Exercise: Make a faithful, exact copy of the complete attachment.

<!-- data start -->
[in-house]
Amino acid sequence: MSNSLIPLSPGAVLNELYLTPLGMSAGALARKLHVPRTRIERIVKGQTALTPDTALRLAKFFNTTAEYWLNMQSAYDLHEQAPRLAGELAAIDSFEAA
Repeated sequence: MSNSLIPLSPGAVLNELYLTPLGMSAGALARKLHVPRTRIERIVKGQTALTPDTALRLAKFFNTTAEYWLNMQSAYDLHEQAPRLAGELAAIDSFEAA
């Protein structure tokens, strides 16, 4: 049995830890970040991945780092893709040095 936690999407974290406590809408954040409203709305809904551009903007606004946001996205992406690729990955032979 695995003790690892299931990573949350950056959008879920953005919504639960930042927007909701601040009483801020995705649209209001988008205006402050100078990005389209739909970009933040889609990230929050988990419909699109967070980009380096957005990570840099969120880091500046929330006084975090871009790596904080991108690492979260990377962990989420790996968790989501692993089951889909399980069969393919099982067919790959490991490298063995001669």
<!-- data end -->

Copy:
[in-house]
Amino acid sequence: MSNSLIPLSPGAVLNELYLTPLGMSAGALARKLHVPRTRIERIVKGQTALTPDTALRLAKFFNTTAEYWLNMQSAYDLHEQAPRLAGELAAIDSFEAA
Repeated sequence: MSNSLIPLSPGAVLNELYLTPLGMSAGALARKLHVPRTRIERIVKGQTALTPDTALRLAKFFNTTAEYWLNMQSAYDLHEQAPRLAGELAAIDSFEAA
């Protein structure tokens, strides 16, 4: 049995830890970040991945780092893709040095 936690999407974290406590809408954040409203709305809904551009903007606004946001996205992406690729990955032979 695995003790690892299931990573949350950056959008879920953005919504639960930042927007909701601040009483801020995705649209209001988008205006402050100078990005389209739909970009933040889609990230929050988990419909699109967070980009380096957005990570840099969120880091500046929330006084975090871009790596904080991108690492979260990377962990989420790996968790989501692993089951889909399980069969393919099982067919790959490991490298063995001669």